Last week, I attended an event featuring three Democratic US Congressmen and one Democratic US Congresswoman. The event celebrated the launch of “Future Forum,” a way for Congress to connect with Millennials to work on issues that matter to young hard-working Americans. Amidst an assembly of New York tech entrepreneurs, the event, held at District CoWork (a co-working space), opened with a cocktail hour.
I signed in, popped on my name tag, headed straight to the bar, grabbed a glass of wine, and was shimmying over to a person I wanted to speak with when the unthinkable happened: My sleeve brushed against someone else’s wine glass, set atop a table , and SPLAT, the glass tumbled to the floor, shattering into a thousand pieces.
Within seconds, a hundred faces turned to stare at me. I immediately started to clean up the mess I made. Then, I noticed a man helping me. He’d grabbed a plate and started to pick up large shards of glass with his bare hands. I noticed the man’s lapel pin, denoting him as a Congressman. This was Rep. Steve Israel, a fellow Long Islander, who I’d never previously met.
What started off as us working together to expediently clean up the mess I made quickly turned into a conversation. He asked me about my work at Skillbridge, and I explained to him what we are trying to build. We ended up speaking for a while, and when the conversation concluded, he said to me, “Here’s my business card. Give me a call when you’re down in Washington.” Steve Israel’s act of humility — he didn’t have to help me clean anything up — may be why he is in Congress today.
This incident immediately jogged my memory back to a similar one from 2011: I was taken out to dinner by the CBS news crew who were covering Amanda Knox’s trial in Italy. Who saddles up next to me at the table? None other than Peter Van Sant, the news anchor and 48 Hours host. Peter’s an ace: he’s won four Emmy Awards, three Edward R. Murrow Awards, two Overseas Press Club Awards, and more.
A dozen people at our table split a couple of bottles of red wine. And then, after a toast, I put my glass back down on the table, directly on the spot where, under the tablecloth, two tables of unequal heights met. Boom! The red wine spilled all over Peter.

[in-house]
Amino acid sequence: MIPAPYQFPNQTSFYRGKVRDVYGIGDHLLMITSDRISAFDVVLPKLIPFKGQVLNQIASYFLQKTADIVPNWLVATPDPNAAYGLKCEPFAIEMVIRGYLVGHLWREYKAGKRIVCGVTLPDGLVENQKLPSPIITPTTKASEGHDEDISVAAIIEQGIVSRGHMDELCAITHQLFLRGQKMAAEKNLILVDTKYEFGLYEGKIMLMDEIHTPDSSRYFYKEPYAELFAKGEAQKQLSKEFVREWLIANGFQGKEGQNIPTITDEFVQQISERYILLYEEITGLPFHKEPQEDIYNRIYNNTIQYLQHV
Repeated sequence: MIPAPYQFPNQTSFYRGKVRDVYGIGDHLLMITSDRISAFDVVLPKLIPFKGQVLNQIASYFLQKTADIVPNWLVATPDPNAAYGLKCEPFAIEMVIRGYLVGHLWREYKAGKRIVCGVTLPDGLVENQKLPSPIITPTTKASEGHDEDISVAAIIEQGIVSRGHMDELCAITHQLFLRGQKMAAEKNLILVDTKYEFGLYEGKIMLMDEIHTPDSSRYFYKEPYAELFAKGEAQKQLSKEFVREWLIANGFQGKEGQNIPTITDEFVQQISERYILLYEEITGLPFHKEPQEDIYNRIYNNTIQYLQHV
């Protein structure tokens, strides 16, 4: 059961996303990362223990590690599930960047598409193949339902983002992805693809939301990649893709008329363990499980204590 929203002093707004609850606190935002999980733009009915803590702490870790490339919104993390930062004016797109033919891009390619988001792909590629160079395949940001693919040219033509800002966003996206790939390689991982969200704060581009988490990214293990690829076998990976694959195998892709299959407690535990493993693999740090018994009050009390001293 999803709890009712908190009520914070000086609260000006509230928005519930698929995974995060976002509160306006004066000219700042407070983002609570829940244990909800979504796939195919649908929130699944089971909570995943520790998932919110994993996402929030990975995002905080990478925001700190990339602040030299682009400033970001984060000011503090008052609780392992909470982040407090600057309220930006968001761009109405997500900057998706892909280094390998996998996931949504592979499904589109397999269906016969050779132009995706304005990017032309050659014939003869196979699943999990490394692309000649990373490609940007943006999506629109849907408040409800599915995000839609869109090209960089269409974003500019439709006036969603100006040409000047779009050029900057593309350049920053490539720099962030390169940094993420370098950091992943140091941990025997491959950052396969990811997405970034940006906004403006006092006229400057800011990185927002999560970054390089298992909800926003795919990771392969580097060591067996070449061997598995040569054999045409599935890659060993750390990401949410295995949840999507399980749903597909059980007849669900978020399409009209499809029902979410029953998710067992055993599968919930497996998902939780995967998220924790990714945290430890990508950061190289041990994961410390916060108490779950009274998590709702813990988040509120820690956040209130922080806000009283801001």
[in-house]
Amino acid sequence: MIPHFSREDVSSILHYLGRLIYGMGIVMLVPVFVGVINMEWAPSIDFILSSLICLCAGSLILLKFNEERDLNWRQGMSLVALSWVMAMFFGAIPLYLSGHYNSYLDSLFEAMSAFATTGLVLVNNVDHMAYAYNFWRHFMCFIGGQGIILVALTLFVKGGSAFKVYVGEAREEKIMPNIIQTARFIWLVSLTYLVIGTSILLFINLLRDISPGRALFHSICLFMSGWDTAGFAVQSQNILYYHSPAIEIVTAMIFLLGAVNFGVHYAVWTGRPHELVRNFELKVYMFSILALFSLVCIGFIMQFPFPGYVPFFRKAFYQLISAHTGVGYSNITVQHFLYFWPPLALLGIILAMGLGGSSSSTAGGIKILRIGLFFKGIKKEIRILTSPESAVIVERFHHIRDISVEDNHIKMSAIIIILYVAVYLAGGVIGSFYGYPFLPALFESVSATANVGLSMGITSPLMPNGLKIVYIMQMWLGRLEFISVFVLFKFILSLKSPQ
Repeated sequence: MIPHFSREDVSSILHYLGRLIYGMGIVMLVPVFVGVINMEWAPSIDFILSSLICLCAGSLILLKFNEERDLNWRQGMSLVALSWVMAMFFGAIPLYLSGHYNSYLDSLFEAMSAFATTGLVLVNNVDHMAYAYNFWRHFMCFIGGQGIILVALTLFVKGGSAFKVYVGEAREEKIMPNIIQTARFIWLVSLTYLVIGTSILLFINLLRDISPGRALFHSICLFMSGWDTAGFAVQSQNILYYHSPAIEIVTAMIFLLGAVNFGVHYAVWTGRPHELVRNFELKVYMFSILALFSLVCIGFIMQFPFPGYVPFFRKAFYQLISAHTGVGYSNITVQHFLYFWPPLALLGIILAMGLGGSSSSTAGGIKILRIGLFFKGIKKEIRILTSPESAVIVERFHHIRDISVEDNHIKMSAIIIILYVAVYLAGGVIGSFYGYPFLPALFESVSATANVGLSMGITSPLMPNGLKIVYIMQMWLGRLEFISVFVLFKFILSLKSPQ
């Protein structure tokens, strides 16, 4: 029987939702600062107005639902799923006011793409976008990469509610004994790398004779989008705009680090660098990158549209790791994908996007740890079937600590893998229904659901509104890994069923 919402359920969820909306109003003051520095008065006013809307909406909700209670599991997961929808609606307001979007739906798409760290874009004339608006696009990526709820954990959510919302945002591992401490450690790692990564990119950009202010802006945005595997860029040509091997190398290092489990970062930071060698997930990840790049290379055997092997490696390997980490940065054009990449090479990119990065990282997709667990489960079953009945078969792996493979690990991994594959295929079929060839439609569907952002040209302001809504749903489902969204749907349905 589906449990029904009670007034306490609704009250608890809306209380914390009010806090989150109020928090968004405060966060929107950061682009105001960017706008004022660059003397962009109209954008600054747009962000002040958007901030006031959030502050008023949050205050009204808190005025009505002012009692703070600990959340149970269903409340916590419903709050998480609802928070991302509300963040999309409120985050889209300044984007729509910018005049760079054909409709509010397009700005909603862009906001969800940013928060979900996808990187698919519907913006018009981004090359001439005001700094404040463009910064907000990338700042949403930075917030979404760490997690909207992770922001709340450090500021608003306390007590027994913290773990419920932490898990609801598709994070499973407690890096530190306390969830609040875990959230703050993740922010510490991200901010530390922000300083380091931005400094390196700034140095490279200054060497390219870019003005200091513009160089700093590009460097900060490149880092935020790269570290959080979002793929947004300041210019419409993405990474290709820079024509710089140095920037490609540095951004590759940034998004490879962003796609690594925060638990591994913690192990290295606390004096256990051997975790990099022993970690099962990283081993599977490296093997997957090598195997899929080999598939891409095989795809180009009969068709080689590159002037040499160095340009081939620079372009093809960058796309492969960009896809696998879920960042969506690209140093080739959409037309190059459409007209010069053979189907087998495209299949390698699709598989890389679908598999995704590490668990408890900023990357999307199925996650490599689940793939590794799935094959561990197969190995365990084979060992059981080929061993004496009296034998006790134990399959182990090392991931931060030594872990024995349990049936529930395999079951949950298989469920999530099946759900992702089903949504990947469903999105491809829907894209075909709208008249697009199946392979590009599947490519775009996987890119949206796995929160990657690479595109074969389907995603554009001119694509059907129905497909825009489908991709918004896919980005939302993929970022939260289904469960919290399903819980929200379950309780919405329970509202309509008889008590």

Yet Peter Van Sant faced the red wine with humility. Despite his deeply stained white shirt, he insisted it wasn’t a big deal at all. A precursor to my more recent incident with Congressman Israel, Peter and I ended up talking and laughing all night long.
The lesson is that broken glasses and spilled red wine can be the world’s best icebreakers — and they give larger than life people opportunities to show that they’re human too.
Practical note: An episode of Curb Your Enthusiasm taught me that, immediately applying club soda and salt to red wine will remove all stains.
I recently read Sten Tamkivi’s post on TechCrunch that states some reasons why Americans, in Silicon Valley specifically, should be investing in European startups. Tamkivi’s post was echoed by similar sentiments in a post by Union Square Ventures’ Fred Wilson. While there are here are 5 major tech hubs in the US (SF, NYC, Boston, LA, Austin) and a similar number in Europe (Berlin, London, Paris, Stockholm, and Helsinki/Tallinn), I do not equate these groups with each other, for reasons I will outline below. And while I admire both Tamkivi and Wilson, they are both wrong in this instance.
1. Europeans Don’t Want To Put In The Work: In general, and I know this is a stereotype based on my time living in Denmark, Amsterdam, and London, Europeans are just not as hungry for success as Americans. In America, we are often ostracized by Europeans for not having a positive work-life balance. Well, any entrepreneur will tell you, that it’s really difficult to build a company when you’re only working for 7.5 hours per day. (I won’t take low blows on Greece and Spain here, as in America, we have Kentucky and West Virginia to grapple with…) That said, Germans do have a tendency to work hard, as do the Brits (due to the Protestant work ethic I learned about in high school).